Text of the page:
Senator Bernie Sanders Grills Starbucks CEO About Union Busting In Senate Hearing

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Vermont state Senator Bernie Sanders grilled Starbucks CEO Howard Schultz over the company’s labor unions. The massively popular coffee chain has been home to striking workers for nearly a year, with workers alleging poor working conditions, little to no time off or benefits, and slim to no company protections when it comes to harassment. Schultz addressed Starbucks’ anti-union “rumors” in the ongoing Senate hearing. Schultz defended himself by saying that his alleged statements were “interpreted in a different way than he intended.”

Sanders went on to ask Schultz about the company’s benefits. Many current and former Starbucks employees have alleged that the company withheld benefits from unionized workers, especially in moments of need, like the COVID-19 pandemic. Schultz asserted that he was not aware that the company was legally permitted to provide the employees with benefits.

Meanwhile, Starbucks employees and members of the Starbucks United union are tuning into the hearing across the nation. The stories of the company’s alleged anti-union stance continue to swirl across social media.

Some workers allege that the company’s choice to withheld healthcare from unionized employees signifies a pattern of union busting.


Senator Sanders has long been an outspoken supporter of labor unions throughout his decades long career in politics, and Starbucks workers voiced support for him during today’s hearing.

Following Sanders’ initial round of questioning, Senator Markwayne Mullin of Oklahoma continuously stated that Sanders was worth 8 million dollars. Sanders quickly corrected him, accusing him of spreading misinformation and anti-union propaganda.

Jaysin Saxton, a former Starbucks barista who worked at the Buffalo, New York location, went into detail about his experience of attempting to unionize with workers. He alleged that corporate sent people to intimidate the workers.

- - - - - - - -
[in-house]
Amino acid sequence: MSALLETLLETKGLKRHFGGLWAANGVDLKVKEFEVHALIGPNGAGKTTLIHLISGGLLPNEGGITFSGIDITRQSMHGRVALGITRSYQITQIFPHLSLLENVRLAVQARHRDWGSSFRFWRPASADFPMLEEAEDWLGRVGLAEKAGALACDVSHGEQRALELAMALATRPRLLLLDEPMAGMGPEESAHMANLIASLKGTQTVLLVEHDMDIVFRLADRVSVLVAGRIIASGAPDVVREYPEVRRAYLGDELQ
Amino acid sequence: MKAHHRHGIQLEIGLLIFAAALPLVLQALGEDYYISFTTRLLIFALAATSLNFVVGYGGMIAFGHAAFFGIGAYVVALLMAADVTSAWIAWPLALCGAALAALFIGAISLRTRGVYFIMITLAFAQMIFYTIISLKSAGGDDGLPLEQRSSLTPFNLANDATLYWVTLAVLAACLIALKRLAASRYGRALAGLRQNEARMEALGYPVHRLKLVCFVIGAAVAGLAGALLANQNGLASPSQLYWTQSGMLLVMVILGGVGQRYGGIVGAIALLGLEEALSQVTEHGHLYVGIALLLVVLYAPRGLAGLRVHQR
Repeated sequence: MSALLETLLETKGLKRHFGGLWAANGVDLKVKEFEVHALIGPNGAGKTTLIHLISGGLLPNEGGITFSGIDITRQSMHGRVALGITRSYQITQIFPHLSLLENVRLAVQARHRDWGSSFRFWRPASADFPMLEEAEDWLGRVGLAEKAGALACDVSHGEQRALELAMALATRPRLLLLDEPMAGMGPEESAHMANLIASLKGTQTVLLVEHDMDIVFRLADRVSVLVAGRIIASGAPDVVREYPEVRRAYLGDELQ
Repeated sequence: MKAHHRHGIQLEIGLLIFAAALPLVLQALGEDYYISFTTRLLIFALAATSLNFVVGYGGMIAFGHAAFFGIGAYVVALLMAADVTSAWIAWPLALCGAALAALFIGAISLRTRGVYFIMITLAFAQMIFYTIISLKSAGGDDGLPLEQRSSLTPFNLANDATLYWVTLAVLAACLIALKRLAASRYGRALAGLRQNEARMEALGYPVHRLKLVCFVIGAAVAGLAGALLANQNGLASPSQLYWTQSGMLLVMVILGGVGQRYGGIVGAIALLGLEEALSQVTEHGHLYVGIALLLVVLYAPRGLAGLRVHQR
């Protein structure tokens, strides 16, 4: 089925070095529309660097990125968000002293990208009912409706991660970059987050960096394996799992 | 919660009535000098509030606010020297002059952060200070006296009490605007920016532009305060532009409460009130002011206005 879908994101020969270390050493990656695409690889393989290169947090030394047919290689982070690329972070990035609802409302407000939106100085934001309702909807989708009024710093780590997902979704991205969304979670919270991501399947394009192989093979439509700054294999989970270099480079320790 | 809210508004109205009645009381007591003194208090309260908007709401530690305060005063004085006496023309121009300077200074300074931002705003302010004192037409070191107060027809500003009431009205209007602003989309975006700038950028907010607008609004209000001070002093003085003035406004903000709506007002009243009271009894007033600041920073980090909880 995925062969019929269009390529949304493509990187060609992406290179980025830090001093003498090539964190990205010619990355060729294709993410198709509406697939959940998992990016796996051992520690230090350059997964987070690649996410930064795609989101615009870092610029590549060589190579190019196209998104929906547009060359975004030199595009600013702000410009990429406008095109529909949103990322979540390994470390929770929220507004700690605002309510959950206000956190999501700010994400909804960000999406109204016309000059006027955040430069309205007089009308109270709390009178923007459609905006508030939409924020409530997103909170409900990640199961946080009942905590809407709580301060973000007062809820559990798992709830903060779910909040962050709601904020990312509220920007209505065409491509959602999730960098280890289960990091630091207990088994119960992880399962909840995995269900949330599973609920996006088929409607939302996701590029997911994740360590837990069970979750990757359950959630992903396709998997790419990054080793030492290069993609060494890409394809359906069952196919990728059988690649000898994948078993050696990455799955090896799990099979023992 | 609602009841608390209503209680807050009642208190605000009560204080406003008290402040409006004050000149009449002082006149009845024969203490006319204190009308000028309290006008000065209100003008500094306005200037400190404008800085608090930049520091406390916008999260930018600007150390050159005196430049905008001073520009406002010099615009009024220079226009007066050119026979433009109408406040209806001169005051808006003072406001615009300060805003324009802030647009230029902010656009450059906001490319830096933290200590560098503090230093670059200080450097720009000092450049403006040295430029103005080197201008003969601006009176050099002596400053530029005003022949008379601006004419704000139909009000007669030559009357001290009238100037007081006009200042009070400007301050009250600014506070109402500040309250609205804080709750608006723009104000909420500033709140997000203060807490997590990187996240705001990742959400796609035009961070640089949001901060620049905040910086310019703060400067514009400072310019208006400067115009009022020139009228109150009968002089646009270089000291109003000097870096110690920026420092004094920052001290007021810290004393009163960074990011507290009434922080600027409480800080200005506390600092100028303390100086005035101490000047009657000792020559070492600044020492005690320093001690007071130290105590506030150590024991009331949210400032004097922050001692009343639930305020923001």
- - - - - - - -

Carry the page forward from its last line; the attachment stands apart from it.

Maggie Carter, another worker from the Knoxville, Tennessee location detailed her experience with attempting to transfer store locations mid-pandemic as a single mother. She alleged that Starbucks refused her store transfer after she had worked for the company for a year, revoking her benefits and job security.

The National Labor Relations Board has alleged that Starbucks has broken the law with several of their practices, and the nationwide protests combined with the Board’s assessment is ultimately what led the Senate to hold a hearing on the matter. Starbucks currently operates multiple store locations in every U.S. state. The hearing on the coffee giant has attracted mass attention, both from the media and from onlookers on Capitol Hill.

A reporter named Lisa Desjardins who was present at the hearing shared a photo on Twitter that depicted the packed room before and after Schultz’ testimony.

Both Schultz and Sanders left the halls of congress with police escorts.  The hearing held before Senate Committee on Health, Education, Labor and Pensions, titled “No Company Is Above the Law: The Need to End Illegal Union Busting at Starbucks,” has not yet decided whether Starbucks is guilty of union busting.

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